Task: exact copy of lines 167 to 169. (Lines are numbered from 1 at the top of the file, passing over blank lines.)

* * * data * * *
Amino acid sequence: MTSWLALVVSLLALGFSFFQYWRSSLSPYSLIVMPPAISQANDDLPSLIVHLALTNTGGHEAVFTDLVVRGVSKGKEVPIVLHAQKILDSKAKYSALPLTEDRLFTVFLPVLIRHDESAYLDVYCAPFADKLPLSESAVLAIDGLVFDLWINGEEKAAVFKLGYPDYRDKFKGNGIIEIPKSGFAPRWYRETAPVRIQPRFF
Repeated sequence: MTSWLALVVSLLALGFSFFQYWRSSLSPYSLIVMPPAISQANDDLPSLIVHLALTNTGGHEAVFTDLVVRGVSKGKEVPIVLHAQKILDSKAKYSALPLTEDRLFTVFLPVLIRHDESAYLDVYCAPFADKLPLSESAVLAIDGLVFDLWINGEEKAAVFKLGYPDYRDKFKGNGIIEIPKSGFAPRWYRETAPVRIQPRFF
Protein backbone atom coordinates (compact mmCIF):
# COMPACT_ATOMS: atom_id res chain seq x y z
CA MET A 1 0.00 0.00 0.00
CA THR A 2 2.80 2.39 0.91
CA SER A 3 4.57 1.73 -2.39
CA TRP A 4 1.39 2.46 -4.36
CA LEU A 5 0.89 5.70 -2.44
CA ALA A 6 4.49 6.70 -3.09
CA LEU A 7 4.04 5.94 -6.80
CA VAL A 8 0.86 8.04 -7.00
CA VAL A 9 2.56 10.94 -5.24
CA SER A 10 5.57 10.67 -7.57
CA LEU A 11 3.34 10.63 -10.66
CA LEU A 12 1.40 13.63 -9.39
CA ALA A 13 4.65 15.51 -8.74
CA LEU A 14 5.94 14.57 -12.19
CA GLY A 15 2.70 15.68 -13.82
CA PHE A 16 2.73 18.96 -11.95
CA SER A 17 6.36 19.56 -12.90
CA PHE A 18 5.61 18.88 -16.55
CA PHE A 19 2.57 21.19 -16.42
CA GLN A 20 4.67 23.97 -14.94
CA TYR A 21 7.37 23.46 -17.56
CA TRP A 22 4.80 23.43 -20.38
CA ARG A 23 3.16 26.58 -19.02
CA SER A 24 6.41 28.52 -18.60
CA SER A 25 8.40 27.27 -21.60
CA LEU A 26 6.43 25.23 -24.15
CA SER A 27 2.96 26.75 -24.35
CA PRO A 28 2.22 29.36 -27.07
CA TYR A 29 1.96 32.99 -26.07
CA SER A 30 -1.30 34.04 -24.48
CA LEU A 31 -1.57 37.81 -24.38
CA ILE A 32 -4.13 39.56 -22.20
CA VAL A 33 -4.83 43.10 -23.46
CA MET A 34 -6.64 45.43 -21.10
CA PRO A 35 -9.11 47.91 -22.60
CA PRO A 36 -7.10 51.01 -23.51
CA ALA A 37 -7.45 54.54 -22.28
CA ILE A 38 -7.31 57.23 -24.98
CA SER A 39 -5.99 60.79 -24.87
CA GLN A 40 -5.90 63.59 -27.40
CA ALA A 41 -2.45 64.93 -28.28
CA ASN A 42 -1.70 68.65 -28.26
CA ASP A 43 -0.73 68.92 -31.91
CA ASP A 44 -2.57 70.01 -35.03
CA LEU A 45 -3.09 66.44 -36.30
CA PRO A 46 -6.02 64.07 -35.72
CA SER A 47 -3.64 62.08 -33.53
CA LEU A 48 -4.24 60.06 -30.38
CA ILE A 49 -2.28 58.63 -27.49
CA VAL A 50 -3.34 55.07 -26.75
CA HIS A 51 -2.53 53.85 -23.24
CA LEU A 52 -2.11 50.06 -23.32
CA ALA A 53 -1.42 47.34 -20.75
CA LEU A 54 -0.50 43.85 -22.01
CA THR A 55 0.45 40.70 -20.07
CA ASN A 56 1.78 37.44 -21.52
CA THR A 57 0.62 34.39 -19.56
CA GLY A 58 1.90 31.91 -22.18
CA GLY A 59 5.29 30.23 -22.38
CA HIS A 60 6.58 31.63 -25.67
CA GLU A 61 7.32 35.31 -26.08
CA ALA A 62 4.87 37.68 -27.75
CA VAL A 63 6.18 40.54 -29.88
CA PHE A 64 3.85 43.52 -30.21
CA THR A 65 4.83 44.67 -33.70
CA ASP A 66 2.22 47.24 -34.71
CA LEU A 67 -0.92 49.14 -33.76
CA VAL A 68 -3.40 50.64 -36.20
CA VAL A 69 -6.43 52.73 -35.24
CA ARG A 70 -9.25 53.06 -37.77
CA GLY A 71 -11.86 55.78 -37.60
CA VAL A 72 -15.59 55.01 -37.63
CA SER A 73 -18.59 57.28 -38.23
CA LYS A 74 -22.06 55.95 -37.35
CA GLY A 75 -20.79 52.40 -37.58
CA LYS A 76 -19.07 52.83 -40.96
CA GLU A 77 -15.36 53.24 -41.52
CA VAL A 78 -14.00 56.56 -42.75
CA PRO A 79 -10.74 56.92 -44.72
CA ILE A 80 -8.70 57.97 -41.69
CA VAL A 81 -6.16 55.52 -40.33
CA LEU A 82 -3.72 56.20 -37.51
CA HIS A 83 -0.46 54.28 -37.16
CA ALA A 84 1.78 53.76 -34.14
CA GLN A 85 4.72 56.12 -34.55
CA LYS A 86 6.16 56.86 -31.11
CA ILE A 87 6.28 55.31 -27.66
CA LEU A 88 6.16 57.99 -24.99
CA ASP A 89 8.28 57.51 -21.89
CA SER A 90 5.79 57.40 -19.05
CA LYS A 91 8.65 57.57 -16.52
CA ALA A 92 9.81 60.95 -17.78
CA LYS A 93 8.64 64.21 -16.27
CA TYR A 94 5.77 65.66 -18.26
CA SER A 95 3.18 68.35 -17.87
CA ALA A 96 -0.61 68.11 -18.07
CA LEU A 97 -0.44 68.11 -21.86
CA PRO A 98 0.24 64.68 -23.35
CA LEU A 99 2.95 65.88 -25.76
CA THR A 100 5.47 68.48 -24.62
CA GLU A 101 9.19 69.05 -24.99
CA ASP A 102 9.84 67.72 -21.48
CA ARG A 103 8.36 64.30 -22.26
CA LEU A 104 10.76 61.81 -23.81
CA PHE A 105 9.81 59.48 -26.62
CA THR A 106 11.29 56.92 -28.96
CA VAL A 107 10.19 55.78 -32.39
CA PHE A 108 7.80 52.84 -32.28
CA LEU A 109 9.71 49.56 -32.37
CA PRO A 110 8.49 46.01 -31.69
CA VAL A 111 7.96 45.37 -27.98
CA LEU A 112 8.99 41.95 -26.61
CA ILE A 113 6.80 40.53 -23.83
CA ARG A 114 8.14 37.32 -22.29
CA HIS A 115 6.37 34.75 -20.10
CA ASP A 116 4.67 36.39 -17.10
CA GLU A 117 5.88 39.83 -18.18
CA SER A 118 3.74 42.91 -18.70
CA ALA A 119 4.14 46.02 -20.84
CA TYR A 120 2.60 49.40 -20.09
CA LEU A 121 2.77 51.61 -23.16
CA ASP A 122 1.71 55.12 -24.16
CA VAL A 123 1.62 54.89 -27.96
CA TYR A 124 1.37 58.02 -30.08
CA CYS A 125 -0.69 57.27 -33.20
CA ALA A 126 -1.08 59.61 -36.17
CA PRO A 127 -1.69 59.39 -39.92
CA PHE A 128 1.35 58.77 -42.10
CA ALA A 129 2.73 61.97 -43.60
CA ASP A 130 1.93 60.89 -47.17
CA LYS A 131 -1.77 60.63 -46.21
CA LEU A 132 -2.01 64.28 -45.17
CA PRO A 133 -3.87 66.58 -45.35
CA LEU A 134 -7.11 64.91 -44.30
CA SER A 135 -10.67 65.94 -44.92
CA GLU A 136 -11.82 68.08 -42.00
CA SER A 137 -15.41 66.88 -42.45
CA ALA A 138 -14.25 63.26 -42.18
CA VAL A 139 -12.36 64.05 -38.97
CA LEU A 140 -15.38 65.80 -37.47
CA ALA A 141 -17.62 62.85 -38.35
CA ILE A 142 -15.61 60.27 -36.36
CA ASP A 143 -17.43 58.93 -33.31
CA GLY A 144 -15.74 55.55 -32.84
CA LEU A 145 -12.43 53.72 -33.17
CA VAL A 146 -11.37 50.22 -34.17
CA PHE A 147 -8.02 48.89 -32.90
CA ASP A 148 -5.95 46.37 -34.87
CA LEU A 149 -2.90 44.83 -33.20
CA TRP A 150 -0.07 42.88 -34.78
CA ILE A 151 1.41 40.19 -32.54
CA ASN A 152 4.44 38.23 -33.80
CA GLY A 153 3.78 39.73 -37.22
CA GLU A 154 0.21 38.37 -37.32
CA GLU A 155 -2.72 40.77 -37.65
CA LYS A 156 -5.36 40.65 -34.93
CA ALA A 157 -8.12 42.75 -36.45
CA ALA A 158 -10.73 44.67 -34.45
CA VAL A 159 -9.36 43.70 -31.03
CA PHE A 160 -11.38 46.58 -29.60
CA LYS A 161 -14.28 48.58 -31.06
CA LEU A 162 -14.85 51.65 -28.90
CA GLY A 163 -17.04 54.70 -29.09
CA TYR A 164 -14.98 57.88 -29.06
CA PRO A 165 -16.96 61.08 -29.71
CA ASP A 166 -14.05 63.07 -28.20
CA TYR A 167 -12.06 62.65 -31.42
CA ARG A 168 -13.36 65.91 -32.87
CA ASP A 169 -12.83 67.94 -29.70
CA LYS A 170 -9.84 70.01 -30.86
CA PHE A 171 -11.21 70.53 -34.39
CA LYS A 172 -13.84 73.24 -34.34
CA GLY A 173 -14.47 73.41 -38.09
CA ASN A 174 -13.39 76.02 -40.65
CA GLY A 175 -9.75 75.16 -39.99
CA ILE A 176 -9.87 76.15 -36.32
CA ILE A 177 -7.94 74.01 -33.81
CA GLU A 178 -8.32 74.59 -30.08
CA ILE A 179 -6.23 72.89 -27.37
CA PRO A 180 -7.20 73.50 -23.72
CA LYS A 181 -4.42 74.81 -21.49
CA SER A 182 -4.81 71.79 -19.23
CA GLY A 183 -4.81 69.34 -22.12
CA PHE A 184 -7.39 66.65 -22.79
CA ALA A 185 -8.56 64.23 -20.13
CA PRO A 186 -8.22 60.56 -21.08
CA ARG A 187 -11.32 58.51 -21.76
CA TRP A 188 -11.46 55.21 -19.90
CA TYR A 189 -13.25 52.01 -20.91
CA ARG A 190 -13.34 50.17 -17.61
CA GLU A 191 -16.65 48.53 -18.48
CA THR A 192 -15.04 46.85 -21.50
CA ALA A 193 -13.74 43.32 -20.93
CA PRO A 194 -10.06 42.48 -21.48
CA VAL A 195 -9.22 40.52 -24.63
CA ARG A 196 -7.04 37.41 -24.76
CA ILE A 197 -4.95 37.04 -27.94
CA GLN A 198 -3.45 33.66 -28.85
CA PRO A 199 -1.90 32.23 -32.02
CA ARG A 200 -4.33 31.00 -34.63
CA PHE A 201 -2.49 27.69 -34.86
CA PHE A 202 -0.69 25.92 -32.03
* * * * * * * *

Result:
CA GLY A 163 -17.04 54.70 -29.09
CA TYR A 164 -14.98 57.88 -29.06
CA PRO A 165 -16.96 61.08 -29.71